It slowly, sweetly rained for the better part of 36 hours, filling every bucket and pan and tub that was out in the yard, making the corral blessedly muddy and every little slope a running stream. Each and every step was a splash and splatter of water and mud and the pups endlessly tracked into the kitchen, and further into the house if I wasn’t quick enough. It was the best rain. The kind that comes when we need it most. The best.

The longer the winter, the sweeter the spring. The harder the work, the better the rest. The hotter the day, the greater the refreshment of the evening coolness. The longer the loneliness, the sweeter “I love you.”

The greater the need, the greater the relief when the need is met.

So rain, any rain when it is needed desperately, is the best rain. And the longer it comes, the better it gets. I love to see it streaming down the windowpanes, a sight we haven’t seen in so long, running in rivulets down the driveway and making ruts and mud and such a mess, such a wonderful, beautiful mess! It came slow enough that the thirsty ground was able to drink it almost all up, and any that is left will put water in our dams.

I see relief in the landscape, the animals, the trees and grasses and other plants. The calves looked happier, playing in the rain rather than choking on dust. Cheerful little ducks bounce around in the puddles along our driveway. Cows are glad not to be walking a mile to get to water, and the dogs are just always happy. In a matter of 24 hours, the grass was greener, taller, thicker, and it seems that the alfalfa began to spring up in that short time as well. The fruit trees and the perennial garden look better and better, and the ponderosas are rich and dark, with none of the sickly, yellowish cast they had in the later part of the winter. I can’t wait to see what everything looks like in a week, after we get a little heat and sun on the watered ground!

The rain tapered off yesterday, but we have still had periods of mist and light showers, and the dampness is refreshing and glorious. An answer to so many prayers.

Yes, indeed. It was the best rain.

Tucked In

What a beautiful morning to wake to! We have gotten a solid 13 inches of wet snow here, based off my measurements on the back deck, and could be getting about a half inch an hour for the next 12 hours. The trees are cloaked and lovely.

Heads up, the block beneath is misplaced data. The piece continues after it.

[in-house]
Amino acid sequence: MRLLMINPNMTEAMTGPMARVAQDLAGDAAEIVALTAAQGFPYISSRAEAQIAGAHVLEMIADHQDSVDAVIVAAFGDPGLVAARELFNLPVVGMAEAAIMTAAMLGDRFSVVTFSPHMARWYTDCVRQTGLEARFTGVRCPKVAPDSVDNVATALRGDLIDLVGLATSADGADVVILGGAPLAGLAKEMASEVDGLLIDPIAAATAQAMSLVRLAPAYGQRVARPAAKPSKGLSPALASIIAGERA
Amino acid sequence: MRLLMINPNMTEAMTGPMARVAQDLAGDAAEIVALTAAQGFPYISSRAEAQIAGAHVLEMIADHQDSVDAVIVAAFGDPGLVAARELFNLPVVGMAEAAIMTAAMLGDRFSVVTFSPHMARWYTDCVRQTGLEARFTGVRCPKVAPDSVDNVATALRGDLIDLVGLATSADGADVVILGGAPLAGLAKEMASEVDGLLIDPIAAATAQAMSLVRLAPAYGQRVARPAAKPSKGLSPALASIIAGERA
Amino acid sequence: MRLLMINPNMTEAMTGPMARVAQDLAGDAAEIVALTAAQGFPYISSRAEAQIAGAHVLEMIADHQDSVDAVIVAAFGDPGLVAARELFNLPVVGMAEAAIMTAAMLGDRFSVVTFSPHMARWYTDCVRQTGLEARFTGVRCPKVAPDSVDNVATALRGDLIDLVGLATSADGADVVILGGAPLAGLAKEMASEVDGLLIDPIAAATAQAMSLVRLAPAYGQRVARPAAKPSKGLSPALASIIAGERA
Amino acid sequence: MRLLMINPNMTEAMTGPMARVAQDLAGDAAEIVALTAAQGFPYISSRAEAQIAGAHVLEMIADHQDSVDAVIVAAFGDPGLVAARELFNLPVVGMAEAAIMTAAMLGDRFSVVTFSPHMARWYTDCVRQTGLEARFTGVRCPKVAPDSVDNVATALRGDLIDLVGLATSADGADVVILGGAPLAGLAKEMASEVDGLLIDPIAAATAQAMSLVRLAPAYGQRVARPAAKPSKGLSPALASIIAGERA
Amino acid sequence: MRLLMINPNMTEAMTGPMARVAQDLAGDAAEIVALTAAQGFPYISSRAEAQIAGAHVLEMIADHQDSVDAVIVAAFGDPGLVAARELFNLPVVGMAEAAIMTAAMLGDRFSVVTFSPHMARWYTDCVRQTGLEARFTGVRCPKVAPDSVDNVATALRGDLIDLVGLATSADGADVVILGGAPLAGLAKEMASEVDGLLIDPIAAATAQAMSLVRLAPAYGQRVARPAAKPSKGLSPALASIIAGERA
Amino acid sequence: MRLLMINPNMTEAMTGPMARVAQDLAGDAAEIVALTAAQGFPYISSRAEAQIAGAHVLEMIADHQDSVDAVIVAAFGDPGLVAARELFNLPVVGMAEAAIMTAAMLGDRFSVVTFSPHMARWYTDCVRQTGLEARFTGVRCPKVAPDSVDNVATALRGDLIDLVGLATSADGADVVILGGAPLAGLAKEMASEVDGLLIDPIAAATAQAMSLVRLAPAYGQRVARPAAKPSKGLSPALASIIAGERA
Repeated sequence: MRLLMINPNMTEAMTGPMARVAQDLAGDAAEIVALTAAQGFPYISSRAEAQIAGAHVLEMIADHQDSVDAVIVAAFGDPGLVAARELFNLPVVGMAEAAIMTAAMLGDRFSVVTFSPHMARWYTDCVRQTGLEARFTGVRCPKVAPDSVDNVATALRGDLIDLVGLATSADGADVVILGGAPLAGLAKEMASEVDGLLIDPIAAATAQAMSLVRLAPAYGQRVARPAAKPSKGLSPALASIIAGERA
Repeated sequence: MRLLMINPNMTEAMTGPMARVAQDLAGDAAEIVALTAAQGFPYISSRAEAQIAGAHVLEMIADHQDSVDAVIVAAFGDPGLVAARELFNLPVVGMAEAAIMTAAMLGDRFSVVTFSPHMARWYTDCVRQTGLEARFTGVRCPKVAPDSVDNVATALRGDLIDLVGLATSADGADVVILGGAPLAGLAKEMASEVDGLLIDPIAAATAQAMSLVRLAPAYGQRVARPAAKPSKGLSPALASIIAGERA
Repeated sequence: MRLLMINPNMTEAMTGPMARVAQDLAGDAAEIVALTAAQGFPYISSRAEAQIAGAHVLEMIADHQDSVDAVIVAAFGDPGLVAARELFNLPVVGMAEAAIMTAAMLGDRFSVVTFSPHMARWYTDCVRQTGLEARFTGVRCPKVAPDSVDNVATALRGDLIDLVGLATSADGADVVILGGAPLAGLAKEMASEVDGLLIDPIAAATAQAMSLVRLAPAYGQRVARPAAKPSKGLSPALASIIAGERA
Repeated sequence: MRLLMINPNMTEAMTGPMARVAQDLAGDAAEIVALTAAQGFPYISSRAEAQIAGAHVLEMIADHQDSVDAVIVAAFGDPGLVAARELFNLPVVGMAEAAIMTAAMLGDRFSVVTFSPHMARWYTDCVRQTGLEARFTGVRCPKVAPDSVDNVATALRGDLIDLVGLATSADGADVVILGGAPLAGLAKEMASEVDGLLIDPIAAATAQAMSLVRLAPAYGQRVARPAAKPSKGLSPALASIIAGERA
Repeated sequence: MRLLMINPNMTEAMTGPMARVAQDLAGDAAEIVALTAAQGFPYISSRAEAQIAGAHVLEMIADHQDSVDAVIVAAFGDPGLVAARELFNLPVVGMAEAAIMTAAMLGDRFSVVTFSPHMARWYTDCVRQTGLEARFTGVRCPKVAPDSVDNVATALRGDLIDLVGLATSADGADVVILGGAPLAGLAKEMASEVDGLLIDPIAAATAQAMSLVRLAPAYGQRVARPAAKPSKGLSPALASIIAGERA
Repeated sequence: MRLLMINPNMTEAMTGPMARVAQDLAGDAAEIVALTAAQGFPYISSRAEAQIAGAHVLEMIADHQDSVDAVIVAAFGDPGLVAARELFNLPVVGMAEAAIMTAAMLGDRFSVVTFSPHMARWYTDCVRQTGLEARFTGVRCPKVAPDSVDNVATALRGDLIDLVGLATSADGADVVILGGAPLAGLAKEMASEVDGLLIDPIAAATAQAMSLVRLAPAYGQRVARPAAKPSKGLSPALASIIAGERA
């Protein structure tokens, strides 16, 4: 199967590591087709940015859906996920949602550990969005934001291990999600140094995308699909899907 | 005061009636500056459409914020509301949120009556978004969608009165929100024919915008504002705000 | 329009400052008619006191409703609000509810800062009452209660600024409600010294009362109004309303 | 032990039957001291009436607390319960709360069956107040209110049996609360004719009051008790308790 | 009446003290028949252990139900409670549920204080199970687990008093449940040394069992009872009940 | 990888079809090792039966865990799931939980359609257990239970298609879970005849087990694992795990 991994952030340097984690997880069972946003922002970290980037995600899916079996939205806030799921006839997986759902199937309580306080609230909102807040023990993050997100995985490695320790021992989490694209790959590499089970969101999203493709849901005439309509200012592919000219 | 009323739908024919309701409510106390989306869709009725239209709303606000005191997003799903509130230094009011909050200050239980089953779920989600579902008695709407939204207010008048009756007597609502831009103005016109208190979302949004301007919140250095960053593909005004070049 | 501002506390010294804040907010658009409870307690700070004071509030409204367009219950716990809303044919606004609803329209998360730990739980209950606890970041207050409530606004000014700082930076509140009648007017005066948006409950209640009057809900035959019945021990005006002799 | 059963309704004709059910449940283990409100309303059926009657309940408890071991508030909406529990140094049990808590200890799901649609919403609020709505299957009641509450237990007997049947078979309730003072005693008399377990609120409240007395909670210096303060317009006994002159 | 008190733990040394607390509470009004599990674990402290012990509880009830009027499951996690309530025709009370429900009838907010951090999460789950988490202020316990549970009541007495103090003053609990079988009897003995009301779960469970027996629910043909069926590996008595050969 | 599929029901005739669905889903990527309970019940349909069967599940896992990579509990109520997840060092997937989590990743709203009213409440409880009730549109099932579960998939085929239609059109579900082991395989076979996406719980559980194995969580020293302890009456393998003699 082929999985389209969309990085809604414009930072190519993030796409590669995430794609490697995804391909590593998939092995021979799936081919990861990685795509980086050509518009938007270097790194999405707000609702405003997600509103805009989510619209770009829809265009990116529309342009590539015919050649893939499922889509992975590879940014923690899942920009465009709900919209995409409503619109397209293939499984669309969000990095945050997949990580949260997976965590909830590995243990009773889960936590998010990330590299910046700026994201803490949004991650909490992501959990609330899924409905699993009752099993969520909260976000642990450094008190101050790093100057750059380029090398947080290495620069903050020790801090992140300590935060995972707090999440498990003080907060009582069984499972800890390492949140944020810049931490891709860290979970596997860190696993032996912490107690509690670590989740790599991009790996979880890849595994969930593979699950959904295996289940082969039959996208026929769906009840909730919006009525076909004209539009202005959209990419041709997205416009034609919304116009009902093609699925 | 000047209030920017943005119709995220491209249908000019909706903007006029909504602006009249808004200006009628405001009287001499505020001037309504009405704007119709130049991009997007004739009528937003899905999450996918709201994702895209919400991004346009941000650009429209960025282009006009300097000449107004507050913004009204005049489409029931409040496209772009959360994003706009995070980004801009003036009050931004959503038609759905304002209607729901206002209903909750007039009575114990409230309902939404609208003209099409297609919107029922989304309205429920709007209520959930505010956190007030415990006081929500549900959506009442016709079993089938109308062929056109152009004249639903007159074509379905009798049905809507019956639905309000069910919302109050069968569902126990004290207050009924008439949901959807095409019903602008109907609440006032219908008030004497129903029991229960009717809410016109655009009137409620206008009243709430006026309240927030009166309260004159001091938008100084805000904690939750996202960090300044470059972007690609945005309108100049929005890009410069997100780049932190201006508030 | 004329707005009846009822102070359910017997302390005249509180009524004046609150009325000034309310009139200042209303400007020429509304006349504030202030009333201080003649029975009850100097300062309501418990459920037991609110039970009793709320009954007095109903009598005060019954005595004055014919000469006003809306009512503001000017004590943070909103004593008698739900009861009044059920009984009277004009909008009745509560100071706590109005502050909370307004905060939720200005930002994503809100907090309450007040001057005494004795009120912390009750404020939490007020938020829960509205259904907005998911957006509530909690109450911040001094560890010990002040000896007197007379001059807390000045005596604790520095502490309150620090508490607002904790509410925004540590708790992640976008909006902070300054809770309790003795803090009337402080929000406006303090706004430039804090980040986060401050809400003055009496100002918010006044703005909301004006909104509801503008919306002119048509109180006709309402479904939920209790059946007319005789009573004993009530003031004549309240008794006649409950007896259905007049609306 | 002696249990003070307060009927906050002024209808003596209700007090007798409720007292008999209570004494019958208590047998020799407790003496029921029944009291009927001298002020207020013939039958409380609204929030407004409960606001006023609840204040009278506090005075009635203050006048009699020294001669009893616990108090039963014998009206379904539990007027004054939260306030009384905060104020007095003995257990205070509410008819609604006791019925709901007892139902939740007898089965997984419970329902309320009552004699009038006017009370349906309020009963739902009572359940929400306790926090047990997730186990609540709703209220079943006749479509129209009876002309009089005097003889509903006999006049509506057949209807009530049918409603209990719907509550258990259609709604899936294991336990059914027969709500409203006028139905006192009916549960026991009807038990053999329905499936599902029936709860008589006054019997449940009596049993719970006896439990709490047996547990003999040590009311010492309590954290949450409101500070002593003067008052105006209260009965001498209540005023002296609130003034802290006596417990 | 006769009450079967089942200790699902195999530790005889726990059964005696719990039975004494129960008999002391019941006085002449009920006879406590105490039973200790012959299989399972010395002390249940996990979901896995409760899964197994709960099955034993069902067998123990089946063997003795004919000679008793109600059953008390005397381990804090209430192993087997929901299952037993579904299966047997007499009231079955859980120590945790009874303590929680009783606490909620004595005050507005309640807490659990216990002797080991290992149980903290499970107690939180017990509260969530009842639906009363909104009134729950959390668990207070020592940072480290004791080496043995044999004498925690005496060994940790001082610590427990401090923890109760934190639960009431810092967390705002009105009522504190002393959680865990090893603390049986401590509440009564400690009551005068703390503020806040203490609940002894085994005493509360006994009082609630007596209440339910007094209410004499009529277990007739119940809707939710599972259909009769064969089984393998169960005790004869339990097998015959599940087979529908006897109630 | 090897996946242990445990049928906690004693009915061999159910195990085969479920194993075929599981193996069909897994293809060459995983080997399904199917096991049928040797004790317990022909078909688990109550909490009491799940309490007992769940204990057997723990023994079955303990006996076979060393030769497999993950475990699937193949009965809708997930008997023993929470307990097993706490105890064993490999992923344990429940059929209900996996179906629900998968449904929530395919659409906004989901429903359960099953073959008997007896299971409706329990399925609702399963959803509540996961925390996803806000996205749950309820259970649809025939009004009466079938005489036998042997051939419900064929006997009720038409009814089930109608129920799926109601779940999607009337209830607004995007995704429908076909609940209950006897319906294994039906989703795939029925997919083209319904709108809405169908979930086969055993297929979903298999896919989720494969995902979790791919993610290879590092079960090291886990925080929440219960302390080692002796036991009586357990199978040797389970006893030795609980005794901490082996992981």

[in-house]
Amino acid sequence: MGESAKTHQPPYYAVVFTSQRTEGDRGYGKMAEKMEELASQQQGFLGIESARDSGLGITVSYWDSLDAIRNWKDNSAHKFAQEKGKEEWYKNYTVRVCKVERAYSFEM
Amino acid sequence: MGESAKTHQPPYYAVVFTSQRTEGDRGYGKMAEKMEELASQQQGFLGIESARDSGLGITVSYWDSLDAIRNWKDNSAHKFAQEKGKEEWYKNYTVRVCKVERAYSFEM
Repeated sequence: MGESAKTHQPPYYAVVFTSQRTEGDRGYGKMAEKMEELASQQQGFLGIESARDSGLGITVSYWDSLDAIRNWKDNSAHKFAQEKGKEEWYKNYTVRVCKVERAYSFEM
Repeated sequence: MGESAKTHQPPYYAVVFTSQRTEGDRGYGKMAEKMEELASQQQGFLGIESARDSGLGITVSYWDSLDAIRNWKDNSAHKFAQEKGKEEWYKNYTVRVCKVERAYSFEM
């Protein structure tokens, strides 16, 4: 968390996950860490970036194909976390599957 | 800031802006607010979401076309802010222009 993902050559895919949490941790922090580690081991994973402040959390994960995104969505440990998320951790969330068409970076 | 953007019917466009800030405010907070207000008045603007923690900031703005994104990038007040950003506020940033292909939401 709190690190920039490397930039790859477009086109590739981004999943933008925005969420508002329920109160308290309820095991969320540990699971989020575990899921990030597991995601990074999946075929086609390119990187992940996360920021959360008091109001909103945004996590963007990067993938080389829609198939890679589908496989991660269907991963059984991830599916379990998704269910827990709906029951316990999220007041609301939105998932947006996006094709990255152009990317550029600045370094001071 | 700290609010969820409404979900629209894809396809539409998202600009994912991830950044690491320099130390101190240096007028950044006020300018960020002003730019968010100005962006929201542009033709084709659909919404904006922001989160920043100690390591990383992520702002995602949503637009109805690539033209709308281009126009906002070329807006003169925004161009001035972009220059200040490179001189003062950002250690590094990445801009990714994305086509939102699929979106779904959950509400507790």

We’re thankful for all the storm prep we did the last few days and are anticipating a worsening of conditions as the winds pick up, which they already are. Snow is falling a little heavier than it was at sunrise. Brad and Dave are out feeding everything before it gets much worse, and we already know of live calves that were born in this storm, which is very encouraging. Cattle are safely bedded in sheltered locations and yesterday’s tucking in appears to have been a success. We are very thankful!

Other than feeding and other normal chores, we’re set up well to hopefully be able to just keep food and water in front of animals and then more or less stay tucked in ourselves to ride out this blizzard as it worsens over the next few hours.

The pups are already intensely stir-crazy at 8am, busy disemboweling their toys and turning the living room into a jungle gym. They’ve gotten a stern talking to already which resulted in approximately three and a half minutes of quiet. The cozy ambiance is rather disrupted by the sound of bodies hitting the floor, snapping teeth, trampling of feet, and the occasional puppy or puppy toy flying through the air. This could be a long day.

Tucking In

The snowstorm last week was just a practice run for what the meteorologists have been predicting for this week, starting today. According to current predictions, we could be looking at 12-24 inches of snow and 60 mph wind gusts, warranting an official blizzard warning for the next 48 hours.